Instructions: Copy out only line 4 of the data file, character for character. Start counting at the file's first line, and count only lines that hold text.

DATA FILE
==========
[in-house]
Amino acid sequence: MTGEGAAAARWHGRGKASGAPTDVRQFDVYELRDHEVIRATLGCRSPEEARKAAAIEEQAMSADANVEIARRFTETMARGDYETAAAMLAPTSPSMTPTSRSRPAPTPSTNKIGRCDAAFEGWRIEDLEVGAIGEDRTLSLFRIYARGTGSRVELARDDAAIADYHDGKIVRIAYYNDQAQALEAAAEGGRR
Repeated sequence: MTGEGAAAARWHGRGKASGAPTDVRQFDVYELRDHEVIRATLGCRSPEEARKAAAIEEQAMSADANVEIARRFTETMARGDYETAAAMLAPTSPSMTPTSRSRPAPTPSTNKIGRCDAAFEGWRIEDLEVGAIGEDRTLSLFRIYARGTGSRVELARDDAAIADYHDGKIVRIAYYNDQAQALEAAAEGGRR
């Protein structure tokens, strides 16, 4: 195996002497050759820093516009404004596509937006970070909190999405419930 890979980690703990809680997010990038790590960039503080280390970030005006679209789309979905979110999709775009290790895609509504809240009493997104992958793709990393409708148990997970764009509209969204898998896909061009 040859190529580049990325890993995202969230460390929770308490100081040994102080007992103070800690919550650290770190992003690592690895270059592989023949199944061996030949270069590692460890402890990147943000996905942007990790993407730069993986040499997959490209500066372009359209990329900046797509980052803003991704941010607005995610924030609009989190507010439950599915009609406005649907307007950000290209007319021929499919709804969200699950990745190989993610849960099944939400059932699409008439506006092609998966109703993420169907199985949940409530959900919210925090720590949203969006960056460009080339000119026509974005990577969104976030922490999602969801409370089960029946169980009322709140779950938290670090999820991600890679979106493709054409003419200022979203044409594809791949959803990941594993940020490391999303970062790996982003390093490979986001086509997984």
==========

């Protein structure tokens, strides 16, 4: 195996002497050759820093516009404004596509937006970070909190999405419930 890979980690703990809680997010990038790590960039503080280390970030005006679209789309979905979110999709775009290790895609509504809240009493997104992958793709990393409708148990997970764009509209969204898998896909061009 040859190529580049990325890993995202969230460390929770308490100081040994102080007992103070800690919550650290770190992003690592690895270059592989023949199944061996030949270069590692460890402890990147943000996905942007990790993407730069993986040499997959490209500066372009359209990329900046797509980052803003991704941010607005995610924030609009989190507010439950599915009609406005649907307007950000290209007319021929499919709804969200699950990745190989993610849960099944939400059932699409008439506006092609998966109703993420169907199985949940409530959900919210925090720590949203969006960056460009080339000119026509974005990577969104976030922490999602969801409370089960029946169980009322709140779950938290670090999820991600890679979106493709054409003419200022979203044409594809791949959803990941594993940020490391999303970062790996982003390093490979986001086509997984």